Kickstopper 3: There are more risks, however minute. We didn’t want it to sound like a legal document because there is literally no chance we’re going to fail at delivering incredibly crafted shirts to all our backers. Well, barring a world-ending meteor or alien invasion, presuming they were hostile.

  • Andrew Davidson

    Now if we can stop the steady streams of ‘super compact’ wallets that show up daily…

  • http://www.facebook.com/william.sulinski William Sulinski

    A comment on HN made it clear that the last point didn’t come across like I intended. I’m confident, but I’m not saying there are no risks — there are. I promise there will be hiccups along the way. As an entrepreneur, I work as hard as I can to mitigate these risks by having multiple mills, sewing contractors, etc. but shit WILL happen. What I meant is that, no matter what happens, I’m going to make and deliver high quality shirts. Small hiccups will happen, but the only thing that makes us fail is me giving up, and that isn’t going to happen.

  • http://www.facebook.com/william.sulinski William Sulinski

    Ahsan, would love to connect. Always love talking to people with deep experience.

    Kickstarter is a perfect way to raise funds to hit minimums on fabric, and it is also an incredible way to spread the word. I’m not sure what the downfalls are, other than that it takes an immense amount of work to prepare and push it.

    The tee’s and v’s are pretty simple, but the polos and hoodies are a bit more unique and more complex to design. We started simple and worked our way up. We’ll be launching other things in the future as well, but you have to start somewhere!

    Cutting out retail is a big part of our model. Optimizing the supply chain is a process of continual refinements that we’ve only started to optimize.

    We have three mills in Los Angeles that we source local cotton from.

    Instead of picking a specific market/body type, we’re creating micro-sizes to accomodate a variety of body types. It may be breaking a law of manufacturing and it may not be the most efficient way to build our business, but we want all guys to have an efficient and pleasant buying experience. We can’t do that with standard sizing.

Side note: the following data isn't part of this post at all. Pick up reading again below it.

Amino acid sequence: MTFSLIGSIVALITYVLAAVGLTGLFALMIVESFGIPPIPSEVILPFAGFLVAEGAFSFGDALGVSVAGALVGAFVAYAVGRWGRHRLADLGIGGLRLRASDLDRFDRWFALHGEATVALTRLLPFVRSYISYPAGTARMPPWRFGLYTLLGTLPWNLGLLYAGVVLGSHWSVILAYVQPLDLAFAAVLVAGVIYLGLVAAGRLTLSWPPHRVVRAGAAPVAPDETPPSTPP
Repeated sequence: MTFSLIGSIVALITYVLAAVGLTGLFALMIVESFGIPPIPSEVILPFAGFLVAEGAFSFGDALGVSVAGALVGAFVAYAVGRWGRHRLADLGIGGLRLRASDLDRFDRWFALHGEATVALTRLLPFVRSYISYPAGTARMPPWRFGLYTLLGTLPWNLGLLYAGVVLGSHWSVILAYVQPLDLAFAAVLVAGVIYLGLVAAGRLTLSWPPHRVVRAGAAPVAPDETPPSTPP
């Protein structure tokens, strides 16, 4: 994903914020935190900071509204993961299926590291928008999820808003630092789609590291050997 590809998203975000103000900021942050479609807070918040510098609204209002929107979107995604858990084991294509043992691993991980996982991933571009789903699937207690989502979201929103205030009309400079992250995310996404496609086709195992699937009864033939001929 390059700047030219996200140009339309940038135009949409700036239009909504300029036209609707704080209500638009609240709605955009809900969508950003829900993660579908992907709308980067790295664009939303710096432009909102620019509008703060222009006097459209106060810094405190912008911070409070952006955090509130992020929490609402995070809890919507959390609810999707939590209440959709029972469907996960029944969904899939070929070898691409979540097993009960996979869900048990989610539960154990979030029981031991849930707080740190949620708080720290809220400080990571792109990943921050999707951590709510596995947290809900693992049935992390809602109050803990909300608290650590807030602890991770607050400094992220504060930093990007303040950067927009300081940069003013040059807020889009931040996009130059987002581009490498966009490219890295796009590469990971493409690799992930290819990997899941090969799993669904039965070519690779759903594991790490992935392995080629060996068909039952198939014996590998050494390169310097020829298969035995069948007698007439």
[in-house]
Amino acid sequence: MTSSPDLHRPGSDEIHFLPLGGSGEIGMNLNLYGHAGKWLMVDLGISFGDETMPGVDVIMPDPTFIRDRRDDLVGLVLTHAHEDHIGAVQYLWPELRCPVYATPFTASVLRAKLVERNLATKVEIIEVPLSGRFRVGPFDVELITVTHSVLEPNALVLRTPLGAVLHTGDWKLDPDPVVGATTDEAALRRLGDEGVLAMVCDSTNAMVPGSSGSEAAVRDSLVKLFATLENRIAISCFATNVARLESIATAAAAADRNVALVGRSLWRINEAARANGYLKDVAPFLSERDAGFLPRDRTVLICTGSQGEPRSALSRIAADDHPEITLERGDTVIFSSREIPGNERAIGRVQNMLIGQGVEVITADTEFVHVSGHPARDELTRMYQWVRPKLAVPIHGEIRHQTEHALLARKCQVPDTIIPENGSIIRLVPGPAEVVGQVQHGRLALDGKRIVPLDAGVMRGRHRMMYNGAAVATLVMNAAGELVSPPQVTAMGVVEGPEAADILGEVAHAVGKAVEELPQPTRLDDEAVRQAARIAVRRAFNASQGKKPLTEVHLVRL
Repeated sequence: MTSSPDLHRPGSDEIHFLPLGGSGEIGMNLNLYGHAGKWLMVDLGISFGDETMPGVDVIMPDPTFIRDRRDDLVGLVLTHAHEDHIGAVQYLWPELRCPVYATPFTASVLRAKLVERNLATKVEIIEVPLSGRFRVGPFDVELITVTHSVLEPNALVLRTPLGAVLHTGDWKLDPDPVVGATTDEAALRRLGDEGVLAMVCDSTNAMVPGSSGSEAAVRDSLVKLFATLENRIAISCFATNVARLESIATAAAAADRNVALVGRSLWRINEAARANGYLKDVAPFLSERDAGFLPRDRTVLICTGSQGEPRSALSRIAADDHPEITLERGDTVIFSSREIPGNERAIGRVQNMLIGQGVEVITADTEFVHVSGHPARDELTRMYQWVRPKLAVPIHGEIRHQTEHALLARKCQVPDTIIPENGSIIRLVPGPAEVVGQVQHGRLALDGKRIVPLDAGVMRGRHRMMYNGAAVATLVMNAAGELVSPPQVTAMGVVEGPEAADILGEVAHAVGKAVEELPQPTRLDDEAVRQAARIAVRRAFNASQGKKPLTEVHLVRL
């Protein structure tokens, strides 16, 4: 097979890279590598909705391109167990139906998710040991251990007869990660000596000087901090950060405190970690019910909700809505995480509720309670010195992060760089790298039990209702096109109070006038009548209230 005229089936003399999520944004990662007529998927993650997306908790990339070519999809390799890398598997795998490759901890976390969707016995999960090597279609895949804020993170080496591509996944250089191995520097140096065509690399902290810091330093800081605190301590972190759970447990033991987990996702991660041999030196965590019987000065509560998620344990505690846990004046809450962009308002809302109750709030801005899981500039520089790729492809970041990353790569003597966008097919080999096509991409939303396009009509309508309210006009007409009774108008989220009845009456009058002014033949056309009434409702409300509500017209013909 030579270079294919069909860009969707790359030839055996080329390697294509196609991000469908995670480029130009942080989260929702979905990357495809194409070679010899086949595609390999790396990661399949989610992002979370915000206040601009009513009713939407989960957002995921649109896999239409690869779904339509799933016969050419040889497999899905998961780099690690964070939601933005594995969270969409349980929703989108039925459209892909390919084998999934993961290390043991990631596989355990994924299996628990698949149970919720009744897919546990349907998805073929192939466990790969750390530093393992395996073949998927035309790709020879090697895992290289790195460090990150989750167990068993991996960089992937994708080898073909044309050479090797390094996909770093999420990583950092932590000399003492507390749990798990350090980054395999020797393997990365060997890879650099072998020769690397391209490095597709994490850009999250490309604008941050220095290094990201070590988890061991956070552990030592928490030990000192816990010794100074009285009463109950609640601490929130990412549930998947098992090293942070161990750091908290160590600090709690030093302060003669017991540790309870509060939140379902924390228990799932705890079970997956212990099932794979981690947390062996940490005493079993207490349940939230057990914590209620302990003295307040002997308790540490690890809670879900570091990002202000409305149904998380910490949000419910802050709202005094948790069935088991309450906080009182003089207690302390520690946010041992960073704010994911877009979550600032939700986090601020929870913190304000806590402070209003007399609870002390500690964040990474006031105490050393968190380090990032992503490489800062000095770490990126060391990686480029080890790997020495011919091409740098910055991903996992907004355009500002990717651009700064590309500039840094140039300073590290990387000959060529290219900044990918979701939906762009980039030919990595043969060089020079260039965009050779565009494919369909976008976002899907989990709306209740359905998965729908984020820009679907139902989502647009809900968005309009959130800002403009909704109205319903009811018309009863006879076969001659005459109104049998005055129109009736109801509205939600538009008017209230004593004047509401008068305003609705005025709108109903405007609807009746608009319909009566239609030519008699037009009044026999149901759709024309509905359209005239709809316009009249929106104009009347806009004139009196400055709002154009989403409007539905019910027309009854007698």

• http://birch.co/ Mark Birch

    For the record, I happen to be well versed in the feeding habits of the Springbok Antelope as part of my doctoral thesis. Suffice it to say, it is quite fascinating.

  • http://www.danshapiro.com/blog Dan Shapiro

    I think you’ve gone from worst practices to best. I updated the blog post with a note & ordered some shirts. Great work!

  • http://www.danshapiro.com/blog Dan Shapiro

    Tease! You can’t say that without sharing.

  • http://www.facebook.com/william.sulinski William Sulinski

    Thanks so much, I sincerely appreciate the support!

  • haveyouwornanythinghighquality

    Anyone that purchases quality shirts will recognize that the polo in their pictures is cheaply made with poor stitching.. Go to walmart if you need this.

  • ahsanhilal

    William, I want to help you out so how about we connect? I know a lot of people in the industry and one person in particular in LA you should meet. He was my business partner and is an excellent apparel person.

  • http://www.danshapiro.com/blog Dan Shapiro

    I have no idea how to tell if the stitching on a polo shirt is of high quality and I’m sure lots of others don’t either. Could you explain what you’re seeing and why you don’t like it?

  • http://twitter.com/holdenweb Steve Holden

    Apparently he can …

  • Wearparker

    Ahsanhilal – is it possible to email you or connect? I working on a similar line for women’s clothing and wondered if we might be able to speak.